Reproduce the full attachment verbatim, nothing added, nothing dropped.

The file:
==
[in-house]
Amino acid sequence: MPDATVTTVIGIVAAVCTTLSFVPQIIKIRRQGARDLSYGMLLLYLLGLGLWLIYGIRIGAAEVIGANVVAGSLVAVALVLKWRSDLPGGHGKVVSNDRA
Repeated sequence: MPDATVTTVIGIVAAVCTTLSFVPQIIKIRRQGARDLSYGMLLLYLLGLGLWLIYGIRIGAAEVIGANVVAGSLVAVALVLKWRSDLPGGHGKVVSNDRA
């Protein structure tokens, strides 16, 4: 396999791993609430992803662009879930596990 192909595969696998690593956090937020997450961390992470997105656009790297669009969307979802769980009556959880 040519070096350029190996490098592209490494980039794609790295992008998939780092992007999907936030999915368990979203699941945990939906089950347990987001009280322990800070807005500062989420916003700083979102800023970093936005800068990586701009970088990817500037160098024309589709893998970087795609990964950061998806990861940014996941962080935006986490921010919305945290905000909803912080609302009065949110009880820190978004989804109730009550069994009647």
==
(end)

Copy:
[in-house]
Amino acid sequence: MPDATVTTVIGIVAAVCTTLSFVPQIIKIRRQGARDLSYGMLLLYLLGLGLWLIYGIRIGAAEVIGANVVAGSLVAVALVLKWRSDLPGGHGKVVSNDRA
Repeated sequence: MPDATVTTVIGIVAAVCTTLSFVPQIIKIRRQGARDLSYGMLLLYLLGLGLWLIYGIRIGAAEVIGANVVAGSLVAVALVLKWRSDLPGGHGKVVSNDRA
């Protein structure tokens, strides 16, 4: 396999791993609430992803662009879930596990 192909595969696998690593956090937020997450961390992470997105656009790297669009969307979802769980009556959880 040519070096350029190996490098592209490494980039794609790295992008998939780092992007999907936030999915368990979203699941945990939906089950347990987001009280322990800070807005500062989420916003700083979102800023970093936005800068990586701009970088990817500037160098024309589709893998970087795609990964950061998806990861940014996941962080935006986490921010919305945290905000909803912080609302009065949110009880820190978004989804109730009550069994009647």